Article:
Lawson’s analogy is also apt in that the school has a strong anti-hierarchical disposition; indeed, the faculty is dedicated to erasing certain distinctions between administrators, teachers, parents, and even students. Most students and teachers are on a first-name basis. Furthermore, parent volunteers roam freely about the classrooms, working with the children. “Many administrators,” Cherkasky-Davis says, “see parents as ignorant, but I see them as the primary teachers. Of course, they criticize us sometimes, but that’s no problem if you see yourself as a learner. Either I’ll learn from them, or I’ll explain to them why I’m doing something. Often, they’ll have a good point.”

If Cherkasky-Davis has done things to upset the educational establishment—such as refusing to use textbooks or bringing classroom commotion into school hallways—it was far from her intention to be anything but “traditional” when she first became a teacher. A theater student at Northwestern University—not surprising considering her natural flamboyance—she traveled after graduation in 1971 to Amsterdam, where she performed in USO shows and met her former husband, a jazz musician. The daughter of a demanding surgeon, she had high ambitions as an actress but soon found herself repeatedly passed over for major roles. Unwilling to settle for a “cameo career,” she applied for and received a preschool teaching position at an American school in Wurzburg, West Germany. Immediately, she found herself loving both teaching and children. She also made a quick discovery: No lesson plan, regardless of how well it was conceived, could last for more than six minutes.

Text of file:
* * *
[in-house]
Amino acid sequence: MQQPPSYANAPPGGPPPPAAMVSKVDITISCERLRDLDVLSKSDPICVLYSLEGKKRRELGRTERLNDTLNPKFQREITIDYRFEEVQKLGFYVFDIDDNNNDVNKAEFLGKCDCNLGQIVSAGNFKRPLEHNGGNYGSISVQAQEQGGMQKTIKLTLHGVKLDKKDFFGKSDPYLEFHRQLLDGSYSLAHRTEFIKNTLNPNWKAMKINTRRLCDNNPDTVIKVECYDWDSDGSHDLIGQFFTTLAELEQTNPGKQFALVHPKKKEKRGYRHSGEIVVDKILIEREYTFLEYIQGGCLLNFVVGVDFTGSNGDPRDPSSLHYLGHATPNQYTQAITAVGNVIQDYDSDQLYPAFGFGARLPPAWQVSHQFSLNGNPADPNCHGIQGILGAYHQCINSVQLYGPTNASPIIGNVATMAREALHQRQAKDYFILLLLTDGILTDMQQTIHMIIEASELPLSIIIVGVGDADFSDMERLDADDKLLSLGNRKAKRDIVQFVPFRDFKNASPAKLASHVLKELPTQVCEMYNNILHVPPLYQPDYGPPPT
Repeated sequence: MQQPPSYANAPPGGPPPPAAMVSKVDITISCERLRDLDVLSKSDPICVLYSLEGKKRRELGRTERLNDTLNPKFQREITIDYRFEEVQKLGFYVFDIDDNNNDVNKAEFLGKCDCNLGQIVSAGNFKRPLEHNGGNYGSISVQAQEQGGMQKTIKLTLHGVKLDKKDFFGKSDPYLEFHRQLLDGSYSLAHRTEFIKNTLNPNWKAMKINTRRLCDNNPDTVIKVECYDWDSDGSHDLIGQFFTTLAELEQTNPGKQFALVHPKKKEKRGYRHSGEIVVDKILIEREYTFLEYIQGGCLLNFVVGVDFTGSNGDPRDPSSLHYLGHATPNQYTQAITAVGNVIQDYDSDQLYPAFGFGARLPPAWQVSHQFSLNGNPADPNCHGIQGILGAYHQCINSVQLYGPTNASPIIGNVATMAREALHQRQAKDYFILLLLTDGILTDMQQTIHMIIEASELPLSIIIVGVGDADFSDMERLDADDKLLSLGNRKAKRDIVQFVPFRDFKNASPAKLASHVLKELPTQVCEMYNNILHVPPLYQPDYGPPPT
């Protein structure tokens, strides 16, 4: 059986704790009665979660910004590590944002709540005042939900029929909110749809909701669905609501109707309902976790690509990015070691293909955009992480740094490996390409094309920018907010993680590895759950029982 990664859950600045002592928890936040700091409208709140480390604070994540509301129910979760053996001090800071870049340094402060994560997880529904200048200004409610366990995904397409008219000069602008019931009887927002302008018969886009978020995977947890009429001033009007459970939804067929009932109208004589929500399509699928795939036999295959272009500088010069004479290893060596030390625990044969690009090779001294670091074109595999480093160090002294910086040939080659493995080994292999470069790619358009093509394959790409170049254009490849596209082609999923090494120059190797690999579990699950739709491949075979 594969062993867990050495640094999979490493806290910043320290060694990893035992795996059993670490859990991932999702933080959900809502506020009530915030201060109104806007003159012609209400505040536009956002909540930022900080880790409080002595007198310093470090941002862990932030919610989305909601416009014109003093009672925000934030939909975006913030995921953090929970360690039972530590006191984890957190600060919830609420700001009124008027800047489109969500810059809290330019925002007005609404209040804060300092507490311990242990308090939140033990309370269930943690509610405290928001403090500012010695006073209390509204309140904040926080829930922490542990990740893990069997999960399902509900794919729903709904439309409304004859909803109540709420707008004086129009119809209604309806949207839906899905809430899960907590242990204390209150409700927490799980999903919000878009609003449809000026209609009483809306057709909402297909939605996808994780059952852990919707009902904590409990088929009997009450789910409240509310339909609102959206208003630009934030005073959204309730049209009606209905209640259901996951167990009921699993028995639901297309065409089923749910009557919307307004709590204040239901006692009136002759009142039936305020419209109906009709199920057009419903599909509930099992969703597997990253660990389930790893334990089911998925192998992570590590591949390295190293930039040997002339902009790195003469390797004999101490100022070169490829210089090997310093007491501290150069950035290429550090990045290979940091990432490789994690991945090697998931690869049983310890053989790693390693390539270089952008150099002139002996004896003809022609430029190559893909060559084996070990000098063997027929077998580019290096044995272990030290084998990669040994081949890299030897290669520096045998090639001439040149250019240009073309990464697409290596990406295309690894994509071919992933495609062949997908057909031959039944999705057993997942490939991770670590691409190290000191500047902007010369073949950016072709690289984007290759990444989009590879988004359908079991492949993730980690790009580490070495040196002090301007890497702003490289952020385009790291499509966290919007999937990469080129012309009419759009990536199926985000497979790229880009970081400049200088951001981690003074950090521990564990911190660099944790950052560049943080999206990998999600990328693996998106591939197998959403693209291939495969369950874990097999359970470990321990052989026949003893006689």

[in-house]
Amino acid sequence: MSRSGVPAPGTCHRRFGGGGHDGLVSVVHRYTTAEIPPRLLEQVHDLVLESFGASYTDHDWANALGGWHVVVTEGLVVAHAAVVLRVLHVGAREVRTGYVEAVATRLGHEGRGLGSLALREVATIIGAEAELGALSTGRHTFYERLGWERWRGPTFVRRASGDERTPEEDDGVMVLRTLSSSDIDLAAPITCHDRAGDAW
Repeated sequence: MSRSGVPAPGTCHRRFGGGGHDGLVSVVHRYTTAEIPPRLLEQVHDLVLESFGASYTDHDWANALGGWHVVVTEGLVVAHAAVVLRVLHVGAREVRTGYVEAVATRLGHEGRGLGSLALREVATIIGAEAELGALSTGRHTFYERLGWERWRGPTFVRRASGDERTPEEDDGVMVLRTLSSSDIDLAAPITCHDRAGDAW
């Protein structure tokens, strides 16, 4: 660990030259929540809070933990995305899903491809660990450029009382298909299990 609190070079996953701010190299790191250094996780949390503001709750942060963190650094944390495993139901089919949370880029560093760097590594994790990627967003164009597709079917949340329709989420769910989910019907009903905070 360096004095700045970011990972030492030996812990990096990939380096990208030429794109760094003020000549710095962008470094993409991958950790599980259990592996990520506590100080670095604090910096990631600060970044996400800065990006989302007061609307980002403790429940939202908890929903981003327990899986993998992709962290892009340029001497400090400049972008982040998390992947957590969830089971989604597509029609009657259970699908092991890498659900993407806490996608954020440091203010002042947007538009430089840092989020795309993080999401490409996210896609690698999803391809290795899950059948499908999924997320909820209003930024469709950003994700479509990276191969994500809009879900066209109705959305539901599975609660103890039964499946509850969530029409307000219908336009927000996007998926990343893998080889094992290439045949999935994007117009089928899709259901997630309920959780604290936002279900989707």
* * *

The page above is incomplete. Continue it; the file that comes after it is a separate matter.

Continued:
Returning in 1973 to Chicago, she worked at a nursery school while studying for a master’s degree in early childhood education. After receiving her degree, she taught kindergarten at Robinson Elementary and then Fuller Elementary, both urban schools with largely African-American populations. While she had increasing doubts about her effectiveness as a teacher, she remained, partially through sheer inertia, a traditional teacher, making regular use of basals, work sheets, and drills. Like many other teachers, she wanted to believe that good practice was simply a matter of screaming louder, of pounding knowledge into her students’ heads. But then, during her “burnout” phase in the late 1970s, she eventually came to realize that she would have to radically change the way she taught if she wanted to remain in the profession; to do otherwise, to continue to accommodate herself to a status quo she now considered ineffective, would be sheer hypocrisy.

Self-reliance is a major theme with Cherkasky-Davis, who has little sympathy for teachers who wait for others to improve their lot. In the educational arena, she says, there is no white knight. To think there is, is to place oneself in a very passive, subordinate role. “Lynn makes you know that if you stay with what’s not working,” one of her closest teacher friends says, “then you’re simply not the professional you claim you are. You have an obligation to step out and do something different, even if it means receiving low ratings from your principal.”

In any case, Cherkasky-Davis decided to fight the burnout syndrome by educating herself, searching for ways that would make learning more meaningful for herself and others. She also became involved with the Illinois Writing Project through the University of Illinois at Chicago, coming to understand that writing was not, as she had always believed, a rather remote, arcane craft but something accessible to herself and others. Even very young children, she realized, could write stories, or at least purposefully scribble as a kind of emergent literacy. (To demonstrate what she means by “purposeful,” she points to a sheet of what appears to be scribbling and notes that the “writing” moves from left to right, top to bottom.) Soon, much to her principal’s chagrin, she was discarding the basals and presenting her children with authentic literature.